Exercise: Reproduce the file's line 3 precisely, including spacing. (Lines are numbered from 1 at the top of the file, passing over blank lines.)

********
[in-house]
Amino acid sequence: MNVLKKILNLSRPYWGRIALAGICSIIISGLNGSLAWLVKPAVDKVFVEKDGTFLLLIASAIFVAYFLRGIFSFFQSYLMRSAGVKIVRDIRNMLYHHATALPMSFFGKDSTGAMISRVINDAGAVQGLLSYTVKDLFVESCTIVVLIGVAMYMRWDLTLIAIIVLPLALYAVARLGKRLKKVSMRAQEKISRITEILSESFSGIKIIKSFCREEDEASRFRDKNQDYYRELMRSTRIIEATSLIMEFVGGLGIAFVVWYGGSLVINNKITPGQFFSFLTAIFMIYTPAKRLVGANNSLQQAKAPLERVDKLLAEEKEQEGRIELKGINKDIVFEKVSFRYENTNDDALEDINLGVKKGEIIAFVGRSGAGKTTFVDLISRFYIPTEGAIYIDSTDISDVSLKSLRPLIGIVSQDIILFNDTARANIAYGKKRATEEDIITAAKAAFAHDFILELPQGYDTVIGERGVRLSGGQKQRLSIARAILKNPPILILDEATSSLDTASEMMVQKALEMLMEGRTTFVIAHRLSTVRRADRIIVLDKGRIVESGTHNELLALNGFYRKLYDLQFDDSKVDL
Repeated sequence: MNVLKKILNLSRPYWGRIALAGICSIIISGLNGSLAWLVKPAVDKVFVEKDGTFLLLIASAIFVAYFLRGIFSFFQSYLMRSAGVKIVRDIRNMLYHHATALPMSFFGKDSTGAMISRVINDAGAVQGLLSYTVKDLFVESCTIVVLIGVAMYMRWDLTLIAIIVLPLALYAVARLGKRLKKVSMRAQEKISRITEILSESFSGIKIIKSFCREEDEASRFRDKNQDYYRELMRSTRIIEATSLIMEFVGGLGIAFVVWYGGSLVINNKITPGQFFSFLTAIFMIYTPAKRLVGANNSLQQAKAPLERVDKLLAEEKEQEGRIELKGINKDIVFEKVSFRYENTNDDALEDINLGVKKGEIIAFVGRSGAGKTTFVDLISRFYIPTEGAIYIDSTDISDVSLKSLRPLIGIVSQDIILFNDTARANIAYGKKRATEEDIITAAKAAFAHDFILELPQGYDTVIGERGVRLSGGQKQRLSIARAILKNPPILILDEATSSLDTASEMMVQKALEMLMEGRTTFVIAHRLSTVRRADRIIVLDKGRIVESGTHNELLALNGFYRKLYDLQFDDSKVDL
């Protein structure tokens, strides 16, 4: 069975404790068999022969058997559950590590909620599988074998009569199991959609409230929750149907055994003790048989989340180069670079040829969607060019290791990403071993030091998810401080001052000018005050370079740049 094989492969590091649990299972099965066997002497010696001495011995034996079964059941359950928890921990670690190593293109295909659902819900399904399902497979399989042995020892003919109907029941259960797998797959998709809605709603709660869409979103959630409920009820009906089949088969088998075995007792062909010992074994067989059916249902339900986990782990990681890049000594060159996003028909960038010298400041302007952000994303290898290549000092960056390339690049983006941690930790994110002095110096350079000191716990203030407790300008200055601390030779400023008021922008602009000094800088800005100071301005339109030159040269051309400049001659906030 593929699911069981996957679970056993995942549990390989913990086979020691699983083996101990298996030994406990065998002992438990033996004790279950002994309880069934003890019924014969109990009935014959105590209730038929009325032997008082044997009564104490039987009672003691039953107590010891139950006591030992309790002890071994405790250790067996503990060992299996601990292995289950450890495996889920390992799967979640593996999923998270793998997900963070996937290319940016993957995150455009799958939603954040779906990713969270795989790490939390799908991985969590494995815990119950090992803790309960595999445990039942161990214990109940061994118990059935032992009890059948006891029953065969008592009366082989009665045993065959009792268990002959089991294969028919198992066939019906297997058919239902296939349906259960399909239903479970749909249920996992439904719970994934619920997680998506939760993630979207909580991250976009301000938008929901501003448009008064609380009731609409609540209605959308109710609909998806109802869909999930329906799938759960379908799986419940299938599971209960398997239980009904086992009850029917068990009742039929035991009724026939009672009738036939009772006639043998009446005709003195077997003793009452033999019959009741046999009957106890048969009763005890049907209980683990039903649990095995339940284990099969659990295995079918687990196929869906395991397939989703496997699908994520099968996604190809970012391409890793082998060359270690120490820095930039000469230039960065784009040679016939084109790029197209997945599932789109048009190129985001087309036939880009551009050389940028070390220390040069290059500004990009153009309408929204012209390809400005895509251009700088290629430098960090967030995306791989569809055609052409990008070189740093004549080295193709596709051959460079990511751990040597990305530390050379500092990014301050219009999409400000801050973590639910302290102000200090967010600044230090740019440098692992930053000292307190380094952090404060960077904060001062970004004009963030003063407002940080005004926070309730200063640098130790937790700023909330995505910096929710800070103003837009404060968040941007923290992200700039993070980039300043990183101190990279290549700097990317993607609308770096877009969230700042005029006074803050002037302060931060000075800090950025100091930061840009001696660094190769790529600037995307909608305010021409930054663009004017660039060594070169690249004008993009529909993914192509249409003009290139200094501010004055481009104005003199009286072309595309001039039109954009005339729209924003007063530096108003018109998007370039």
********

Repeated sequence: MNVLKKILNLSRPYWGRIALAGICSIIISGLNGSLAWLVKPAVDKVFVEKDGTFLLLIASAIFVAYFLRGIFSFFQSYLMRSAGVKIVRDIRNMLYHHATALPMSFFGKDSTGAMISRVINDAGAVQGLLSYTVKDLFVESCTIVVLIGVAMYMRWDLTLIAIIVLPLALYAVARLGKRLKKVSMRAQEKISRITEILSESFSGIKIIKSFCREEDEASRFRDKNQDYYRELMRSTRIIEATSLIMEFVGGLGIAFVVWYGGSLVINNKITPGQFFSFLTAIFMIYTPAKRLVGANNSLQQAKAPLERVDKLLAEEKEQEGRIELKGINKDIVFEKVSFRYENTNDDALEDINLGVKKGEIIAFVGRSGAGKTTFVDLISRFYIPTEGAIYIDSTDISDVSLKSLRPLIGIVSQDIILFNDTARANIAYGKKRATEEDIITAAKAAFAHDFILELPQGYDTVIGERGVRLSGGQKQRLSIARAILKNPPILILDEATSSLDTASEMMVQKALEMLMEGRTTFVIAHRLSTVRRADRIIVLDKGRIVESGTHNELLALNGFYRKLYDLQFDDSKVDL